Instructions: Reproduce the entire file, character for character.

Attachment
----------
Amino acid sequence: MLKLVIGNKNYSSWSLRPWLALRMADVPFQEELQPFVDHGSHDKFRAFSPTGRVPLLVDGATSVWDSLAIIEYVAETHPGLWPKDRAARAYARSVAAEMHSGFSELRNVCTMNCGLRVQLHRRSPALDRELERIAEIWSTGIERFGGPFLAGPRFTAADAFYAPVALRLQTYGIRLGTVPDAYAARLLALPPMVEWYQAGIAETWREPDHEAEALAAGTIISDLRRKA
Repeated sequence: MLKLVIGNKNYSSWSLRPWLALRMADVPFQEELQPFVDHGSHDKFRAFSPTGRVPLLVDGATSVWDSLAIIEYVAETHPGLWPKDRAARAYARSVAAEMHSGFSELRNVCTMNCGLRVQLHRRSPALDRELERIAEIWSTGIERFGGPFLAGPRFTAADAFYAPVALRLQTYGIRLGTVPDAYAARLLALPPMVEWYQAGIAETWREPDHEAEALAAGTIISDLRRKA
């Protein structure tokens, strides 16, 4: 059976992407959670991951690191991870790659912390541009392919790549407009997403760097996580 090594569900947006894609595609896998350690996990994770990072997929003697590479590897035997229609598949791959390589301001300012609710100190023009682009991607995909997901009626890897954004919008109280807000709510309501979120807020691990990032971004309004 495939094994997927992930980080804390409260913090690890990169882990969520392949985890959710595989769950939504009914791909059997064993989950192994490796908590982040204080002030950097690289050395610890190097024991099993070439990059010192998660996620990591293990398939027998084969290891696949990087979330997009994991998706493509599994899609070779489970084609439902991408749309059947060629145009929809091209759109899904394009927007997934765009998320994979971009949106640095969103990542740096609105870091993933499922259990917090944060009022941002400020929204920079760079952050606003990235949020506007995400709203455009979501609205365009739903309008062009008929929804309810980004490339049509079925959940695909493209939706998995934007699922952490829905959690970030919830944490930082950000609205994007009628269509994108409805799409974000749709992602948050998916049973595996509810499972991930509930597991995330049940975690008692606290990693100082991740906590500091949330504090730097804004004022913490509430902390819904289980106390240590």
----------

Amino acid sequence: MLKLVIGNKNYSSWSLRPWLALRMADVPFQEELQPFVDHGSHDKFRAFSPTGRVPLLVDGATSVWDSLAIIEYVAETHPGLWPKDRAARAYARSVAAEMHSGFSELRNVCTMNCGLRVQLHRRSPALDRELERIAEIWSTGIERFGGPFLAGPRFTAADAFYAPVALRLQTYGIRLGTVPDAYAARLLALPPMVEWYQAGIAETWREPDHEAEALAAGTIISDLRRKA
Repeated sequence: MLKLVIGNKNYSSWSLRPWLALRMADVPFQEELQPFVDHGSHDKFRAFSPTGRVPLLVDGATSVWDSLAIIEYVAETHPGLWPKDRAARAYARSVAAEMHSGFSELRNVCTMNCGLRVQLHRRSPALDRELERIAEIWSTGIERFGGPFLAGPRFTAADAFYAPVALRLQTYGIRLGTVPDAYAARLLALPPMVEWYQAGIAETWREPDHEAEALAAGTIISDLRRKA
């Protein structure tokens, strides 16, 4: 059976992407959670991951690191991870790659912390541009392919790549407009997403760097996580 090594569900947006894609595609896998350690996990994770990072997929003697590479590897035997229609598949791959390589301001300012609710100190023009682009991607995909997901009626890897954004919008109280807000709510309501979120807020691990990032971004309004 495939094994997927992930980080804390409260913090690890990169882990969520392949985890959710595989769950939504009914791909059997064993989950192994490796908590982040204080002030950097690289050395610890190097024991099993070439990059010192998660996620990591293990398939027998084969290891696949990087979330997009994991998706493509599994899609070779489970084609439902991408749309059947060629145009929809091209759109899904394009927007997934765009998320994979971009949106640095969103990542740096609105870091993933499922259990917090944060009022941002400020929204920079760079952050606003990235949020506007995400709203455009979501609205365009739903309008062009008929929804309810980004490339049509079925959940695909493209939706998995934007699922952490829905959690970030919830944490930082950000609205994007009628269509994108409805799409974000749709992602948050998916049973595996509810499972991930509930597991995330049940975690008692606290990693100082991740906590500091949330504090730097804004004022913490509430902390819904289980106390240590």